After a district court overturned Liberty’s termination of disability payments in Gerhardt v. Liberty Life Assur.Co. of Boston,2009 U.S.App.LEXIS 16170 (8th Cir. July 23), it remanded the claim to Liberty for further proceedings. Instead of proceeding with the remand, Liberty sought to appeal the ruling. However, the 8th U.S. Circuit Court of Appeals concluded the remand order was not a “final decision” under 28 U.S.C. section 1291; thus, the court of appeals found it had no jurisdiction to review the matter and dismissed the appeal.
The court’s instructions on remand were that Liberty “consider not only Gerhardt’s physical impairments, but also her mental impairments, the side effects of any necessary medications, her age, and other considerations contained in the administrative record.” The district court also directed the parties “to consider obtaining a new transferable skills analysis report.” Based on those instructions, the court of appeals deemed the remand interlocutory in nature and thus not immediately appealable, citing Borntrager v. Central States, Southeast & Southwest Areas Pension Fund, 425 F.3d 1087 (8th Cir. 2005), along with Bowers v. Sheet Metal Workers’ Nat’l Pension Fund, 365 F.3d 535, 537, & 537 n.1 (6th Cir. 2004); Rekstad v. First Bank Sys. Inc., 238 F.3d 1259, 1262 (10th Cir. 2001); Williamson v. Unum Life Ins. Co. of Am., 160 F.3d 1247, 1250-52 (9th Cir. 1998); Petralia v. AT&T Global Info. Solutions, Inc., 114 F.3d 352, 354 (1st Cir. 1997); and Shannon v. Jack Eckerd Corp., 55 F.3d 561, 563 (11th Cir. 1995)).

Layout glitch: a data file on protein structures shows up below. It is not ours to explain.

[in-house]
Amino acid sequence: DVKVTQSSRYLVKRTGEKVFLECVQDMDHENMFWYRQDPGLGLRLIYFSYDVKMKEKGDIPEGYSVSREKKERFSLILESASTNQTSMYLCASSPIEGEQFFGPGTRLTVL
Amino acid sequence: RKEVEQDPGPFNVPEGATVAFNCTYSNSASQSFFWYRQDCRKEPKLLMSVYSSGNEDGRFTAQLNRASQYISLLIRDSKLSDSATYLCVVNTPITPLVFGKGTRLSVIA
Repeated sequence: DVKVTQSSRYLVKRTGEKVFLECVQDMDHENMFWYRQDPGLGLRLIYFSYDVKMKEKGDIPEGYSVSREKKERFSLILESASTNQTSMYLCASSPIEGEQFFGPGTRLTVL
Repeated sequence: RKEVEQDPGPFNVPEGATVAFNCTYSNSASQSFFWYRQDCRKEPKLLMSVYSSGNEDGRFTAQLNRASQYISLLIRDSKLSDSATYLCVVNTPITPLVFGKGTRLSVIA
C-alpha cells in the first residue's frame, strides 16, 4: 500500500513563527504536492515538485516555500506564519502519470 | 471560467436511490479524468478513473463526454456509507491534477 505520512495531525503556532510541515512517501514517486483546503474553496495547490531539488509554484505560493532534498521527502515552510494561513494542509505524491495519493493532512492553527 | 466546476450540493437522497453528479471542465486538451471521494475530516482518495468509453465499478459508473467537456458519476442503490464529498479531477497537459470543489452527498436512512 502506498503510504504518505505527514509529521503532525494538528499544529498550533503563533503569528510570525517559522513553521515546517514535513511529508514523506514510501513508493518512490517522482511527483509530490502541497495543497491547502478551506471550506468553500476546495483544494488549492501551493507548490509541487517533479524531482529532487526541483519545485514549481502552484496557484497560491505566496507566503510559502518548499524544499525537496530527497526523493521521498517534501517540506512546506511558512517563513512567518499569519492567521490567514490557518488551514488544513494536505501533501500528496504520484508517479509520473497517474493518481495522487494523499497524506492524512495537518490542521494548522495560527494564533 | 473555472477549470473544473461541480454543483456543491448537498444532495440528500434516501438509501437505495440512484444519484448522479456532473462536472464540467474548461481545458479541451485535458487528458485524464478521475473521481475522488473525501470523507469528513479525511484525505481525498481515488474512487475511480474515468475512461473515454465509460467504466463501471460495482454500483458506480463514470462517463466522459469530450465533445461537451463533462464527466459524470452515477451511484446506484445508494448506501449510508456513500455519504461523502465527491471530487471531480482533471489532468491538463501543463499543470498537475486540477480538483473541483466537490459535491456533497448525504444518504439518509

The 8th Circuit found Borntrager applicable since that matter also involved a claim brought under ERISA seeking to redress a multi-employer pension fund’s expulsion of certain employers for violating the plan’s “adverse selection” policy. The district court remanded the claim to the trustees for further development of the adverse selection issue and to allow additional discovery. The fund appealed, and the employers and union members successfully moved to dismiss the appeal, convincing the court that the remand order was not a final decision under section 1291 or an appealable collateral order. The court explained that under the collateral order doctrine, an interlocutory order would be immediately appealable “if it conclusively resolves an important issue completely separate from the merits of the action and is effectively unreviewable on appeal from a final judgment.” However, the court in Borntrager deemed that doctrine inapplicable to the remand order under consideration, finding,